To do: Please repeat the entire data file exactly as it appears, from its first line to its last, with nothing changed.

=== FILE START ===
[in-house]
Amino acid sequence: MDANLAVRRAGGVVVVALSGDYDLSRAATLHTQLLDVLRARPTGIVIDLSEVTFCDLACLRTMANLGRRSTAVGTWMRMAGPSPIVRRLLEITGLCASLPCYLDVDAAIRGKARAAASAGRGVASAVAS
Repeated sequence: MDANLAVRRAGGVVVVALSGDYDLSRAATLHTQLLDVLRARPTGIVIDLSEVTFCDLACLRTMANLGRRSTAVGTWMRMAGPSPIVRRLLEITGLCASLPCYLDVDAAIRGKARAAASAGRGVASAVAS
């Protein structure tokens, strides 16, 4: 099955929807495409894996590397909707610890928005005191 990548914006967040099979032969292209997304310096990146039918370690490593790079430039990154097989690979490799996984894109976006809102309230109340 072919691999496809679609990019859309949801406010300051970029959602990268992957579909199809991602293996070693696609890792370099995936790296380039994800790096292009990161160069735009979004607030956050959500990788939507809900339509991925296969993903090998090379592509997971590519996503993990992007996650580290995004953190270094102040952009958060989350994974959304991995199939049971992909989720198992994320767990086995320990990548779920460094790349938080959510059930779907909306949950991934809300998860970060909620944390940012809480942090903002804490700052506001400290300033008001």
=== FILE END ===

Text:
[in-house]
Amino acid sequence: MDANLAVRRAGGVVVVALSGDYDLSRAATLHTQLLDVLRARPTGIVIDLSEVTFCDLACLRTMANLGRRSTAVGTWMRMAGPSPIVRRLLEITGLCASLPCYLDVDAAIRGKARAAASAGRGVASAVAS
Repeated sequence: MDANLAVRRAGGVVVVALSGDYDLSRAATLHTQLLDVLRARPTGIVIDLSEVTFCDLACLRTMANLGRRSTAVGTWMRMAGPSPIVRRLLEITGLCASLPCYLDVDAAIRGKARAAASAGRGVASAVAS
């Protein structure tokens, strides 16, 4: 099955929807495409894996590397909707610890928005005191 990548914006967040099979032969292209997304310096990146039918370690490593790079430039990154097989690979490799996984894109976006809102309230109340 072919691999496809679609990019859309949801406010300051970029959602990268992957579909199809991602293996070693696609890792370099995936790296380039994800790096292009990161160069735009979004607030956050959500990788939507809900339509991925296969993903090998090379592509997971590519996503993990992007996650580290995004953190270094102040952009958060989350994974959304991995199939049971992909989720198992994320767990086995320990990548779920460094790349938080959510059930779907909306949950991934809300998860970060909620944390940012809480942090903002804490700052506001400290300033008001």